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Jewish Neighbors

By Ricki Segal

Growing up in Winnipeg during the 40’s and 50’s was a melting pot of various ethnic backgrounds. In the north end of Winnipeg where the various groups where Jewish, Ukrainian, Polish, German, Russian with smattering of Scottish and Irish in-between. The different languages spoken made you feel as if you where in Eastern Europe. The food that was eaten was representative of each nationality. One could smell an aroma coming from the entire different kitchen. Borsht, blintzes, perigees, cabbage rolls,strudel,hagash kidney  pie  and other delicacies brought you back to the country of origin of each resident.

During my early years, my family lived in two  different houses in the same neighborhood. One house was on Smithfield Avenue and the other house was in Royal Avenue both in West Kildonan a suburb of Winnipeg.

Our address on Smithfield Avenue was 425 and there where some very unique characters in our nieghbhood whom I shall never forget. Molly a stay at home Mom as most of our Mother’s where in the 50’s and her husband Eric lived about 15 houses from where we lived. Eric had his own business and owned and operated a dry cleaning store. Another thing that they had in common was that both Eric and my Dad had both been drafted and gone into the Army on October 3, 1941. They had two children Carolyn and Neil. Molly could have been an actress as she spoke very animated and almost always had a smile on her face. One incident I do being told was while visiting her friend and neighbor Sophie Goldstein she pretended to be the maid while some of Sophie’s relatives where visiting. They spoke in Yiddish, a language that Molly spoke well, all the time thinking that Molly was a gentile maid and wouldn’t understand anything that would be said. Molly was forced to keep a straight face in front of the relatives when they began to talk about Molly in front of her in Yiddish. Molly remained stoic even though they where trying to match her up with one of the not so good looking relatives of a distant cousin of Sophie’s. After the relatives left Molly and Sophie had a good laugh relating this story to my parents and other neighbor’s.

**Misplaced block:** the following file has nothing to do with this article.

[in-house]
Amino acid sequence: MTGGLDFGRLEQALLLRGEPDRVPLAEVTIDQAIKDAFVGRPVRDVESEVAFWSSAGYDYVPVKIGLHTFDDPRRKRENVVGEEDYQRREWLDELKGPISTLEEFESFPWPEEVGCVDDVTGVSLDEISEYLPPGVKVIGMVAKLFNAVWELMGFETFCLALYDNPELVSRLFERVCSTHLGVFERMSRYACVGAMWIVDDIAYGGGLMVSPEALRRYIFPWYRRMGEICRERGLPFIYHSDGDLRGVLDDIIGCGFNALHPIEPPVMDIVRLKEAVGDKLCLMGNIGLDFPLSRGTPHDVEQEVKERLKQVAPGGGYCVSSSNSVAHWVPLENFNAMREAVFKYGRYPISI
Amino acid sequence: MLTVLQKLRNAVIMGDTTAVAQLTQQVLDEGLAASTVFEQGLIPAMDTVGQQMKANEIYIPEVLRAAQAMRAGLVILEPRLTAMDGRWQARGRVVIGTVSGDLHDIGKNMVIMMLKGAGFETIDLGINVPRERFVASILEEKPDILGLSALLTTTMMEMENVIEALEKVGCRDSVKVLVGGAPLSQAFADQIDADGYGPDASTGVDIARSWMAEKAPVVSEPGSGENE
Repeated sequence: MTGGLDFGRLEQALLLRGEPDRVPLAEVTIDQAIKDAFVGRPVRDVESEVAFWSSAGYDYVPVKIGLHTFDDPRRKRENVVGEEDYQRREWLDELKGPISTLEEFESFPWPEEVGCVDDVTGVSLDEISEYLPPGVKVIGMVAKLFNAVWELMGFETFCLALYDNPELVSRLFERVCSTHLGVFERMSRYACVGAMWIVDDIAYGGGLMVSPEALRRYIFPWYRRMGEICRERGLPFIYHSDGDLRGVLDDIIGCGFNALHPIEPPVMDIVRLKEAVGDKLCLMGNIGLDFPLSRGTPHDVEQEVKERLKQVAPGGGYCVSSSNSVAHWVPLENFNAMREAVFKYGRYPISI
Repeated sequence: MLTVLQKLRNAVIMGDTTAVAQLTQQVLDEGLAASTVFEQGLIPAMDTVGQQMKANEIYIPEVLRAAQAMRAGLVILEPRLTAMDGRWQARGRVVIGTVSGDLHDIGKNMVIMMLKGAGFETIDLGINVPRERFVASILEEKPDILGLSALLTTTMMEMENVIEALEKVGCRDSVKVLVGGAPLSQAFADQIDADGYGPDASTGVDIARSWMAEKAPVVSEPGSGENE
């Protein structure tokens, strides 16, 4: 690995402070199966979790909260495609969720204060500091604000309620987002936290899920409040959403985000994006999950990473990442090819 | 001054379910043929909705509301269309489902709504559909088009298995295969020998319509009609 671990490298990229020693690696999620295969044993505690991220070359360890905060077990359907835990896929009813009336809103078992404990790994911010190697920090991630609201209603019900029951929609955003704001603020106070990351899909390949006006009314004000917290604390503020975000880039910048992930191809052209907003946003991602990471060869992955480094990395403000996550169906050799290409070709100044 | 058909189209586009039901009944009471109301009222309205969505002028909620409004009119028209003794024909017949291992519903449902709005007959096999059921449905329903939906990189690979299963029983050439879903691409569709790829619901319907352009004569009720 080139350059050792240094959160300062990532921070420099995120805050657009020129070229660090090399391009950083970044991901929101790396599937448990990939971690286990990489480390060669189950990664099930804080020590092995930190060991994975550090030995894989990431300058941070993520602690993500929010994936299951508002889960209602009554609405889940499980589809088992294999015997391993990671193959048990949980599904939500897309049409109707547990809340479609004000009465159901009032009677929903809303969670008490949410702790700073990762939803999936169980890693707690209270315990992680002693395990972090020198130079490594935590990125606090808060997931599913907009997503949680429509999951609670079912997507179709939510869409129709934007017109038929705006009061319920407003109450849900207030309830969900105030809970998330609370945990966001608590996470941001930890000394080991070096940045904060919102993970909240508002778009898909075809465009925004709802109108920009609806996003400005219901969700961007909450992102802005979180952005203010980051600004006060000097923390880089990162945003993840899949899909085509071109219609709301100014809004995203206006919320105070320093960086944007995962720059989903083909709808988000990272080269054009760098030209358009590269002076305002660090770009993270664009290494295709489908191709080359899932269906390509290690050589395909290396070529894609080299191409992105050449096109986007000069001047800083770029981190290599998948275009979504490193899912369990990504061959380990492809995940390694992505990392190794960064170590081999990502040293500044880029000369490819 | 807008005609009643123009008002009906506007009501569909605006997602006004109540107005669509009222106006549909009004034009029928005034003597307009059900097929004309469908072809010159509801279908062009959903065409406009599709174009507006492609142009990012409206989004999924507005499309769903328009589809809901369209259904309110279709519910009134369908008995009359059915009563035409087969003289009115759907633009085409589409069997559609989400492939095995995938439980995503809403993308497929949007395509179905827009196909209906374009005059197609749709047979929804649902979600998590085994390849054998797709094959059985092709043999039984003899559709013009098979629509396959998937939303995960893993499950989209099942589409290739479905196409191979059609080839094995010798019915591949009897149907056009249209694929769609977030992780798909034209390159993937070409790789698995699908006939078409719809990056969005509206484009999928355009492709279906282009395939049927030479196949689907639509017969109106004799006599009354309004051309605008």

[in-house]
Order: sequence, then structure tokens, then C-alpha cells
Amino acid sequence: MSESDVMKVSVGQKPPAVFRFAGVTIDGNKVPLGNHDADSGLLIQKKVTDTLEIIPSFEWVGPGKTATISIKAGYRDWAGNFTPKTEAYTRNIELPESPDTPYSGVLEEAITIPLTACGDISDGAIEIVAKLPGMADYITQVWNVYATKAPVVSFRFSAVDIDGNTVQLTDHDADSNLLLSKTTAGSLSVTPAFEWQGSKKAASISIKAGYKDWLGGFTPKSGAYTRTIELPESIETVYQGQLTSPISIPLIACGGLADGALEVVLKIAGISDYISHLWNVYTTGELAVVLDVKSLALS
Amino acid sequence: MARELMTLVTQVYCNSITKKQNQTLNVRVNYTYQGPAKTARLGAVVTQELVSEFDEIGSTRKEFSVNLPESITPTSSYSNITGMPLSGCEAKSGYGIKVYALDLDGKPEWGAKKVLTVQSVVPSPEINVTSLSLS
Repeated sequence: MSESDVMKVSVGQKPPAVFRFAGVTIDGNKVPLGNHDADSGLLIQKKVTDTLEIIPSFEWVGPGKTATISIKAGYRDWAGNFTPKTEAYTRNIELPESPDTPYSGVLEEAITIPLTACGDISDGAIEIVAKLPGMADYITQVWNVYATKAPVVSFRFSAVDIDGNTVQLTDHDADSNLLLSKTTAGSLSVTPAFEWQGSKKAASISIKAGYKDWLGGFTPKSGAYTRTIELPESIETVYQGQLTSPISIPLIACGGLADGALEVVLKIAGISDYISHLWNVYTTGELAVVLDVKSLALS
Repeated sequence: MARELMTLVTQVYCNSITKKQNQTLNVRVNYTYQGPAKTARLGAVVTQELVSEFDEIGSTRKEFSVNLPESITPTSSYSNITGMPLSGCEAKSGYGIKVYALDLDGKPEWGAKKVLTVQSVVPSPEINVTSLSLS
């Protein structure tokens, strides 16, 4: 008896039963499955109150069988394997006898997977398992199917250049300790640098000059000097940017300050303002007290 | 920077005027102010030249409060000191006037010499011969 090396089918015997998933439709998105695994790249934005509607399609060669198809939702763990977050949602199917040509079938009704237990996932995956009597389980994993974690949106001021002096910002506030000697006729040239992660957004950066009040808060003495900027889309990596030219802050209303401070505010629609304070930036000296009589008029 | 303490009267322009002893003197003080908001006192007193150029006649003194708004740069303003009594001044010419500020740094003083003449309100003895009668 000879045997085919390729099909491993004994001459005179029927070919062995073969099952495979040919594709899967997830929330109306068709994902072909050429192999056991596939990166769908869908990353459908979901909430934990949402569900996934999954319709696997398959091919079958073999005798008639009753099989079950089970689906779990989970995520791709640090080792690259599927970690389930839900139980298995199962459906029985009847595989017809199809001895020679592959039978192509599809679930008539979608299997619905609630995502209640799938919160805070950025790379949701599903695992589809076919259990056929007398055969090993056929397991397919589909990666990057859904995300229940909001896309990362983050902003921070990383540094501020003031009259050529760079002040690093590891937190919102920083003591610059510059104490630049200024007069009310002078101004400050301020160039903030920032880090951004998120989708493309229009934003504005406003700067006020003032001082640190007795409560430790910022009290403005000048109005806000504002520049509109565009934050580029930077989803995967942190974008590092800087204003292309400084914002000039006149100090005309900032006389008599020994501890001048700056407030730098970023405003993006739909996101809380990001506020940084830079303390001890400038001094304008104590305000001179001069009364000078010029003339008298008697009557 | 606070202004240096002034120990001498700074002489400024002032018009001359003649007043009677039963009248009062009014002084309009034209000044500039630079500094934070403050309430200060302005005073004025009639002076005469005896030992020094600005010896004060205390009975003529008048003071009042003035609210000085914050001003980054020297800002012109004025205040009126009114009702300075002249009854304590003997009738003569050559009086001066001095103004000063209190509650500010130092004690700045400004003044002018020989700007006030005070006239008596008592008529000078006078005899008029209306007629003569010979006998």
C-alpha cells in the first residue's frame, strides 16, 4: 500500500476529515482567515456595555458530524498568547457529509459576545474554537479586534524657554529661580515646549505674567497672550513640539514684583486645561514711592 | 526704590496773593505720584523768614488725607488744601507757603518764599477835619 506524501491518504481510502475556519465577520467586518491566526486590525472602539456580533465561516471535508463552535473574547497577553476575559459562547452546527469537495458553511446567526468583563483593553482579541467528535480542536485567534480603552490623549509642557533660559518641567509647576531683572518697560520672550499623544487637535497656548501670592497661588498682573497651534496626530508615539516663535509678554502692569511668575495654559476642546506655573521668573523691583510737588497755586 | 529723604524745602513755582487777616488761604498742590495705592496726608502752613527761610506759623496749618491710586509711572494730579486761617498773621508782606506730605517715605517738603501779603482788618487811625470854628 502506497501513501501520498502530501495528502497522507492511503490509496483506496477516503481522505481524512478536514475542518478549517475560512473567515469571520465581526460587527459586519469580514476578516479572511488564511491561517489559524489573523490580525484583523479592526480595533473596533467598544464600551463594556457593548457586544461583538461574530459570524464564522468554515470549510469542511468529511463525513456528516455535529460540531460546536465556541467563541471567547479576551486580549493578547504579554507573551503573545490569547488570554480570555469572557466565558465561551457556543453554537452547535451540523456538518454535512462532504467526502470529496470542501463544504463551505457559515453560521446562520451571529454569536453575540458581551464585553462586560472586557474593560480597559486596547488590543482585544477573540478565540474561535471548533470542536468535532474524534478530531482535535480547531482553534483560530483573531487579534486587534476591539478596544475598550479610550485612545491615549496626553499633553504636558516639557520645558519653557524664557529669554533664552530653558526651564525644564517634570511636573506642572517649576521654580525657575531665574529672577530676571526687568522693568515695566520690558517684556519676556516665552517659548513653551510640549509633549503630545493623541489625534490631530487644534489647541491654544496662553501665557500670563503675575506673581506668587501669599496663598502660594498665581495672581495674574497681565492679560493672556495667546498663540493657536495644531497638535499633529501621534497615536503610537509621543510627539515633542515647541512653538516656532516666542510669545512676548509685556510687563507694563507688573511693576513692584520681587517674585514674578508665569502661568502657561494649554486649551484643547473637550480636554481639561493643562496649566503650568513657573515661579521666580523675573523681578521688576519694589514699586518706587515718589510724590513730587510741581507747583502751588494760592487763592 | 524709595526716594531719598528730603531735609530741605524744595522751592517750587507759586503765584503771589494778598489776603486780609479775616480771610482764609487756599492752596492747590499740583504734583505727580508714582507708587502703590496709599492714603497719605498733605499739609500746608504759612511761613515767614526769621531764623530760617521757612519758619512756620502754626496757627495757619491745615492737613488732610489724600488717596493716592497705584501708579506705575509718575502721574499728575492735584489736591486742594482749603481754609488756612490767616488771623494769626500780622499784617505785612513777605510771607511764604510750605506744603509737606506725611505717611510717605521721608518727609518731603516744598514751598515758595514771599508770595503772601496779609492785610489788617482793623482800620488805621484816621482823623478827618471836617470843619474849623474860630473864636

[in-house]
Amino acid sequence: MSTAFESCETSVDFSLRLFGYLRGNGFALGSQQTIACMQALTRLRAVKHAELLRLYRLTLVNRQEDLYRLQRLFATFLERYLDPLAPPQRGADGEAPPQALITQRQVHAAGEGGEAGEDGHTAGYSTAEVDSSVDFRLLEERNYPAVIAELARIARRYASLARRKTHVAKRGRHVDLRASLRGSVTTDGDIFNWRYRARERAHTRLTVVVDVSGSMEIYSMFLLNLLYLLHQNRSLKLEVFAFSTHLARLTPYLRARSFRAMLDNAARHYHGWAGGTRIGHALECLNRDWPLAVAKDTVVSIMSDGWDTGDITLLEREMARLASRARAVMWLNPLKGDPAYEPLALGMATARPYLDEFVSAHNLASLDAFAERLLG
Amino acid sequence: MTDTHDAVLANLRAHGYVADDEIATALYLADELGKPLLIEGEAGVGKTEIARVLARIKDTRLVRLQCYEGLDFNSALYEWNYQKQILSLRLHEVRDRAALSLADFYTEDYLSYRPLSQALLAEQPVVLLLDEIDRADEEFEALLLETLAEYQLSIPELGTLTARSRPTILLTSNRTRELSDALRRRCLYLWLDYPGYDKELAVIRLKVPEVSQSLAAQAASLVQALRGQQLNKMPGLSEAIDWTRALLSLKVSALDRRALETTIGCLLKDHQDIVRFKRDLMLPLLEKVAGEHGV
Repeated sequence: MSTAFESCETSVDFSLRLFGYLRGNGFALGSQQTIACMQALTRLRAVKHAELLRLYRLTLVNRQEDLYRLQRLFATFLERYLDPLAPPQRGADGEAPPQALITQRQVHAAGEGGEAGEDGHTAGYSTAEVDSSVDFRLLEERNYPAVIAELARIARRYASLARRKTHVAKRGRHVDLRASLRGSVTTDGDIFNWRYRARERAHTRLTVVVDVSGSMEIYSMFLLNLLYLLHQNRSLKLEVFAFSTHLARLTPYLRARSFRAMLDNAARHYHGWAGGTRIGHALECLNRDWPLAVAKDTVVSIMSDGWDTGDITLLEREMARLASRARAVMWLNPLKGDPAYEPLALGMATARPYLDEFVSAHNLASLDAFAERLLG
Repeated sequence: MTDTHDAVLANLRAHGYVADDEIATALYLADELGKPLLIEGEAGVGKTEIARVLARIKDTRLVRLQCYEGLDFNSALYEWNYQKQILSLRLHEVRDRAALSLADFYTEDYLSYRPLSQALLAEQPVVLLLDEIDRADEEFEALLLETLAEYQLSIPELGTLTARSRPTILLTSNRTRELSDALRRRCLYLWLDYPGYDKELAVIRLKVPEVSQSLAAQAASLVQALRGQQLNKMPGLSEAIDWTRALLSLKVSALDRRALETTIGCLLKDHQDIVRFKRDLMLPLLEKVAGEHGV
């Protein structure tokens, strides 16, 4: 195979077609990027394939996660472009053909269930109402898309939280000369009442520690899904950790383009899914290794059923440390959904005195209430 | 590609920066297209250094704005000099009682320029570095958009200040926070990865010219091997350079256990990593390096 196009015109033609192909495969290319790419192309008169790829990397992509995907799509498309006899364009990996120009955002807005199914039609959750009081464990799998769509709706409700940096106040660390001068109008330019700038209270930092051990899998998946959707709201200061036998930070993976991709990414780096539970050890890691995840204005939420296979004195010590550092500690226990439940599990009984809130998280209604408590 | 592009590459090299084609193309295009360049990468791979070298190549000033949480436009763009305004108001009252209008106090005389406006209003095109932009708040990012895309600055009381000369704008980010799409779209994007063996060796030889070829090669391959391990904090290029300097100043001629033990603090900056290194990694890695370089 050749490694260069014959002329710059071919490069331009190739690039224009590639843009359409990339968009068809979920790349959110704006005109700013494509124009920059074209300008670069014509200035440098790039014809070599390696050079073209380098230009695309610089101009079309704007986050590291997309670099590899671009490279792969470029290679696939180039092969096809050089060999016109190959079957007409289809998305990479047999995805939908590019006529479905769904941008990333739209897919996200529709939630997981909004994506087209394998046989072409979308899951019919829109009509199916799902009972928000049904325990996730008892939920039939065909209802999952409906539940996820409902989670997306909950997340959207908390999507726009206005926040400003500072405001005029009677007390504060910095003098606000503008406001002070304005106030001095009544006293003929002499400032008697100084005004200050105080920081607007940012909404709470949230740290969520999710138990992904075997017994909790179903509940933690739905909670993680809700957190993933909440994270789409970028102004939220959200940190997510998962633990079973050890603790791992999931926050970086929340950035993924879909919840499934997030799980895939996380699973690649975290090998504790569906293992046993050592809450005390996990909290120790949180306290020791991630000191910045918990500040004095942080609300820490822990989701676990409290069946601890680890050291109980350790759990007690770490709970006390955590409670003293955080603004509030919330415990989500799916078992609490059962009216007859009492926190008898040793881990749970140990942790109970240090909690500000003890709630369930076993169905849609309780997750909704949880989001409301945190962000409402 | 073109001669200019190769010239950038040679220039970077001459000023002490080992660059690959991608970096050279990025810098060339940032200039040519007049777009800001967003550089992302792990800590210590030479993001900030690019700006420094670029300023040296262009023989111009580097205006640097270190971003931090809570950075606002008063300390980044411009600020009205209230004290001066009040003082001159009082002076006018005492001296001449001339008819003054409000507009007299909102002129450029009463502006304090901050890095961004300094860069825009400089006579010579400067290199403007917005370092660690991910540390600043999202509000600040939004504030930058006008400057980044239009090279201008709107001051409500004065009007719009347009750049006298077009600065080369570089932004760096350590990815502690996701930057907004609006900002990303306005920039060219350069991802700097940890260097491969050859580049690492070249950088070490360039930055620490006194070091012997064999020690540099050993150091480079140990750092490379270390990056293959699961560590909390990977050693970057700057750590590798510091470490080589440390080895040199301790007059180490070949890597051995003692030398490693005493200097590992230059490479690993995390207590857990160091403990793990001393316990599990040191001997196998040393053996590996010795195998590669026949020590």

Living across the street from us were Sophie and Joe Goldstein. They had two sons Arum and Kenny.  Sophie was a petite woman who had black hair and brown eyes with a hook nose that never really detracted from her appearance. Joe had reddish hair and was short in stature with a prominent round belly a compliment to Sophie’s delicious cooking. He had a wonderful nature and always smiled despite the many times that Sophie reamed him out for some minor infraction. He worked in the Factory, Jacob and Crawley and was a foreman. Sophie was a stay at home Mom who when referring to women working outside of the home would say” horses work”

 

 
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Rhonda Spivak, Editor

Publisher: Spivak's Jewish Review Ltd.


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